As usual, this episode opened with a recap of last week's action when, in the first of two fights aired, Team Forrest brought the scoreboard to 4-0 after Matt Brown (9-6) defeated Jeremy May (6-5) via round one KO. The second bout of the night pitted Team Blue middleweight Dan Cramer (3-0) against Luke Zachrich (6-1) and ended via referee stoppage in the second round. Thanks to Cramer the "boys in blue" finally scored a win and control of the next fight picks.
It was a new day and an elated Rampage Jackson played a little air guitar while he explained to viewers that he was going to milk all that he could out of the fact his team had control of the next fight selection. For that match, Rampage picked veteran wrestler Gerald Harris (7-2) to take on Amir Sadollah (0-0) from the brown team.
Coach Jackson summed up Harris by describing him as a "mini-me" because of their similar fighting styles; wrestlers who love to slam opponents and dish out vicious ground and pound beat-downs. Harris, humble but not short on confidence, had no doubt his arm would be raised at the end of the fight. He was, after all, facing an amateur fighter with no proven experience to speak of.
Amir shared with viewers that he knew he looked like an amateur fighter on paper but assured them he "doesn't suck." There is something about this kid that reminds me a lot of Forrest when he was a competitor on TUF season one. Perhaps it is the adorable goofiness of his personality coupled with a quiet strength that gives the impression he is a true fighter that will "bring it" and leave it inside the ring/Octagon every single time he competes. Or it could simply be that I tend to admire underdogs that, when faced with fight or flight, always give it their all, win or lose.
Anyway, Forrest admitted Amir wasn't thrilled with facing a guy like Harris who is known for delivering big slams, especially when Amir has yet to officially make his pro debut. I'm not sure if Forrest was trying to make light of the situation or if he was temporarily bored at the moment when it occurred to him that he should wager his hair, or at least half of it, on Amir getting a victory over the veteran fighter Gerald Harris. Season one viewers might recall Forrest taking the clippers to half of his noggin while competing so the probability of him following through, should Amir reign supreme, was 100% in my book. That sounded like a losing situation no matter what? so would it be wrong of me to cheer on Amir (0-0) and send negative energy to Harris (7-2) through the boob-tube as if I could somehow impact the outcome of a match that took place two months ago, from the safety of my Lazy-Boy rocker?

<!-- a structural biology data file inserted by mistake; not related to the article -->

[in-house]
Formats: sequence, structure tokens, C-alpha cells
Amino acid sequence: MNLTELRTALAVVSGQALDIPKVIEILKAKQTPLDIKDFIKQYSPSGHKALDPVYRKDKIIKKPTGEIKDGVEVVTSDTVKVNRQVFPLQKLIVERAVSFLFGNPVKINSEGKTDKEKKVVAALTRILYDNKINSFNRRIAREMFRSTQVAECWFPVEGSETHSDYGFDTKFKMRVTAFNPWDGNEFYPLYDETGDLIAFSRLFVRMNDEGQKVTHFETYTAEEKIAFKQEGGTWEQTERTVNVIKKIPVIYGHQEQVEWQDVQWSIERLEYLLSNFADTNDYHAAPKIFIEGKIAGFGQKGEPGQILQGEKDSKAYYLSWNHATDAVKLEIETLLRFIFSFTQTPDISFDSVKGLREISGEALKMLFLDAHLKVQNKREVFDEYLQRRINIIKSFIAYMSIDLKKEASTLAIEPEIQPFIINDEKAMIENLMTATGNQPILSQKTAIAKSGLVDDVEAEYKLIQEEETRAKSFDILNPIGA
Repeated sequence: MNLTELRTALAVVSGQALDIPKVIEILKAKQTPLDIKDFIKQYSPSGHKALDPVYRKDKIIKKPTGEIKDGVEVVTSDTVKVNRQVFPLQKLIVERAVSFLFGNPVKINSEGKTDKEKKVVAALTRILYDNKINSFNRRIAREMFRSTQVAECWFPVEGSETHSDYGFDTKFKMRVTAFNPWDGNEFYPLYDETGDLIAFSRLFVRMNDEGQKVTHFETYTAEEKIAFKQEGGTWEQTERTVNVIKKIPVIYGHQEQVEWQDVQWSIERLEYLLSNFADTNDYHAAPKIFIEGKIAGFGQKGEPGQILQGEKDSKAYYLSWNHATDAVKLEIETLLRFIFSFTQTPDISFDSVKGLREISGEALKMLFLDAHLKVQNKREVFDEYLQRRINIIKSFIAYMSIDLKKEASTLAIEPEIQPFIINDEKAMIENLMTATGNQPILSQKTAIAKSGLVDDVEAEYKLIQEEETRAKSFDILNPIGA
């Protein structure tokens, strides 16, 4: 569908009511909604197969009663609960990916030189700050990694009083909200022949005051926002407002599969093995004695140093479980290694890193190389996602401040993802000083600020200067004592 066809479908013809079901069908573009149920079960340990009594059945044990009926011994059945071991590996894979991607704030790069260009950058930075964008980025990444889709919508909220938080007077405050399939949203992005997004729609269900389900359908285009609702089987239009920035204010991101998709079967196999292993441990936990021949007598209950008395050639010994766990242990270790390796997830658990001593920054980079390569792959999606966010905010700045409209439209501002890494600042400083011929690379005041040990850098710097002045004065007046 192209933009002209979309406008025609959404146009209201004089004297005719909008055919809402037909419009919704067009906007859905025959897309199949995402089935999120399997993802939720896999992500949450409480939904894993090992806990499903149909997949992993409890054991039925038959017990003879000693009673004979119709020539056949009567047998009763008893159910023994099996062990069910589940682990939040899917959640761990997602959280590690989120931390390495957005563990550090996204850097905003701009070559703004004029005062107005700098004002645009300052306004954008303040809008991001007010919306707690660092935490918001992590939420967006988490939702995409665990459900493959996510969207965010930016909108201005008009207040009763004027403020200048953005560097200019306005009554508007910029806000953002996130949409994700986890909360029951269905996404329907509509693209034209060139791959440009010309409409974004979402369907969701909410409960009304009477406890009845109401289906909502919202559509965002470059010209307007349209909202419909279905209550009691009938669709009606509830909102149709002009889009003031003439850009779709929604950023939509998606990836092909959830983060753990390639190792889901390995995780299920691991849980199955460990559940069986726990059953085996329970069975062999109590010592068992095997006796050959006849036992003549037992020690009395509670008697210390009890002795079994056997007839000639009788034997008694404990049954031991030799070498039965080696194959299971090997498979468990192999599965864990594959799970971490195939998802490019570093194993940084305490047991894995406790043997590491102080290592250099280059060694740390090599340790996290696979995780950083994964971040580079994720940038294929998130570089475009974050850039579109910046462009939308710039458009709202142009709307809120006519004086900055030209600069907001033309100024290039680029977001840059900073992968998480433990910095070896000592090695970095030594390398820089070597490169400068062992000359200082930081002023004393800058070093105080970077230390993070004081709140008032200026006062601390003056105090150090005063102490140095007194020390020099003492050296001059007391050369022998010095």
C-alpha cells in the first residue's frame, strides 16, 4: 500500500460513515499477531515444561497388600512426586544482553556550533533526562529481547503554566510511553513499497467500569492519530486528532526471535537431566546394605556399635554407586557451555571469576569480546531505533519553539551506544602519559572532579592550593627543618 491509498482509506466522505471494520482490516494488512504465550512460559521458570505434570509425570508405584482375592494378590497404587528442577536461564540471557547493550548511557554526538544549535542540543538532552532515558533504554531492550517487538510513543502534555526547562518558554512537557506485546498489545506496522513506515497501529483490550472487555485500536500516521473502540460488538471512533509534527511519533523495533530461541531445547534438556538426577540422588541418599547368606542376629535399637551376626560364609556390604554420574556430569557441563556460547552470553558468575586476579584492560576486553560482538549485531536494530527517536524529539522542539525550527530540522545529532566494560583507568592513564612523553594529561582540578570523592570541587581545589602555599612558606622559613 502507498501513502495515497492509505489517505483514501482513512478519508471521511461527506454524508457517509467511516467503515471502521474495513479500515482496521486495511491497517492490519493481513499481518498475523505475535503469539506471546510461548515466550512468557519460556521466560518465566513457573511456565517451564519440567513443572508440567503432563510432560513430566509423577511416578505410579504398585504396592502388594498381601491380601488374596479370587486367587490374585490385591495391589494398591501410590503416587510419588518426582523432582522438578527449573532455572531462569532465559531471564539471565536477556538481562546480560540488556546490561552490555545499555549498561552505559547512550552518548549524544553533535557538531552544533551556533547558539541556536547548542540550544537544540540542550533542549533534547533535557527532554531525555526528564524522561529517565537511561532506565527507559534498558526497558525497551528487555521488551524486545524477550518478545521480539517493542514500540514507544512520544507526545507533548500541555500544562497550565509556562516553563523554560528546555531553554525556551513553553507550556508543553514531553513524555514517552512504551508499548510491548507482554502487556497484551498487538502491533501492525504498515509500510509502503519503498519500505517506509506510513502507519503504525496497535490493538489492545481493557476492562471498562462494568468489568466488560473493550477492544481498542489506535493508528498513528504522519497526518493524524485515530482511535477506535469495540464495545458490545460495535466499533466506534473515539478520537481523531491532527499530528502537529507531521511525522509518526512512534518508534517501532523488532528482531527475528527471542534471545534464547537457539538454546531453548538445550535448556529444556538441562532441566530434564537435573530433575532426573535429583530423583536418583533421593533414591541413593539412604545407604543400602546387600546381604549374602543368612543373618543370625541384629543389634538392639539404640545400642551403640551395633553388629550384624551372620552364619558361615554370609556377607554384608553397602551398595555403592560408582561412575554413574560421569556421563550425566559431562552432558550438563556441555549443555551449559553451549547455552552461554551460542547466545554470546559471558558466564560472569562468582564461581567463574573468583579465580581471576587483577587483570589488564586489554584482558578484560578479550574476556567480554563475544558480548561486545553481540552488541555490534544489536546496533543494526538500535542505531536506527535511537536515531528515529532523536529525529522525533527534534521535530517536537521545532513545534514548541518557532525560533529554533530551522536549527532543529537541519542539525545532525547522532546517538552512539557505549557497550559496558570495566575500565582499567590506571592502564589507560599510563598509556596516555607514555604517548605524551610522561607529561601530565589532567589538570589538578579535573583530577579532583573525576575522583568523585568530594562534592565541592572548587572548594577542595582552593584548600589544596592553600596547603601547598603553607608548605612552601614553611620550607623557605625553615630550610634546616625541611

At any rate, it was time for the sixth preliminary fight of the season and the winner of Harris VS Sadollah would receive $5,000 courtesy of Burger King.
Round one: Both fighters came out and touched gloves and circled a bit until Harris shot in and got the takedown. Amir held his own and managed to remain calm and not make the "newbie" mistake of panicking at the first sign of trouble which, in this case, would be the realization that a veteran fighter known for his big slams and vicious ground and pound beat-downs was towering over him with bad intentions. To Amir's credit, he landed a few elbows from the bottom during the struggle and then made his way back to his feet, very Chuck Liddell like.
Harris immediately scored another takedown that came via, you guessed it, a scoop and slam, but Amir managed to kick Rampage's "mini-me" off of him and found his way back to his feet. Harris, once again, scored another takedown but wasn't able to really deliver any damage from the top position and while Amir was attempting to stay busy on the bottom, none of his strikes were effective. After another series of the same, the bell sounded and I imagine all of the judges scored round one for Gerald Harris from Team Rampage.
Round two: Amir came out as the aggressor by throwing a jab or two as well as some decent leg kicks. Harris appeared to have timed Amir's third or fourth effort to score with strikes/kicks and shot in at the perfect moment, ran his foe into the fence, got another takedown and followed up with a solid elbow. Noteworthy was Amir's initial defense to avoid another trip to the canvas; a wide split that generated leverage and balance, a tactic usually applied effectively by pro fighters with much more experience.